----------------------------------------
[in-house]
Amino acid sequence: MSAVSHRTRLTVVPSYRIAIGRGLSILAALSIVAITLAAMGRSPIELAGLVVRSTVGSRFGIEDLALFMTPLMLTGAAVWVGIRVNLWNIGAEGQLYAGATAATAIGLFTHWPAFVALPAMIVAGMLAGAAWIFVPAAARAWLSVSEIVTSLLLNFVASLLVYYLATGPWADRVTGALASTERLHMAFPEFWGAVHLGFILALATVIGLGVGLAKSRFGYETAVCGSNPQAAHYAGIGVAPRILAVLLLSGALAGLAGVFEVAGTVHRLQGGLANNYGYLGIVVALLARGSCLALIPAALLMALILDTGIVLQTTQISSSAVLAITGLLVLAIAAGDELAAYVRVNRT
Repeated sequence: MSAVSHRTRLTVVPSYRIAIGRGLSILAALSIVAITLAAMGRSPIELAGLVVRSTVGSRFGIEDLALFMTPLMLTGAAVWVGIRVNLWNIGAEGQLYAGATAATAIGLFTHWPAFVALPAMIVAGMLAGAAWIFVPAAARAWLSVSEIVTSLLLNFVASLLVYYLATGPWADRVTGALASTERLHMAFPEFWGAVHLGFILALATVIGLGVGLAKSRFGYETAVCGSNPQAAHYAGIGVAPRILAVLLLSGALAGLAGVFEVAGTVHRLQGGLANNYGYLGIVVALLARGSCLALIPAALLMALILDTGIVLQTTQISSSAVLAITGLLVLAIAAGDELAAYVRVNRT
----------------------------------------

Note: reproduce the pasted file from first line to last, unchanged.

[in-house]
Amino acid sequence: MSAVSHRTRLTVVPSYRIAIGRGLSILAALSIVAITLAAMGRSPIELAGLVVRSTVGSRFGIEDLALFMTPLMLTGAAVWVGIRVNLWNIGAEGQLYAGATAATAIGLFTHWPAFVALPAMIVAGMLAGAAWIFVPAAARAWLSVSEIVTSLLLNFVASLLVYYLATGPWADRVTGALASTERLHMAFPEFWGAVHLGFILALATVIGLGVGLAKSRFGYETAVCGSNPQAAHYAGIGVAPRILAVLLLSGALAGLAGVFEVAGTVHRLQGGLANNYGYLGIVVALLARGSCLALIPAALLMALILDTGIVLQTTQISSSAVLAITGLLVLAIAAGDELAAYVRVNRT
Repeated sequence: MSAVSHRTRLTVVPSYRIAIGRGLSILAALSIVAITLAAMGRSPIELAGLVVRSTVGSRFGIEDLALFMTPLMLTGAAVWVGIRVNLWNIGAEGQLYAGATAATAIGLFTHWPAFVALPAMIVAGMLAGAAWIFVPAAARAWLSVSEIVTSLLLNFVASLLVYYLATGPWADRVTGALASTERLHMAFPEFWGAVHLGFILALATVIGLGVGLAKSRFGYETAVCGSNPQAAHYAGIGVAPRILAVLLLSGALAGLAGVFEVAGTVHRLQGGLANNYGYLGIVVALLARGSCLALIPAALLMALILDTGIVLQTTQISSSAVLAITGLLVLAIAAGDELAAYVRVNRT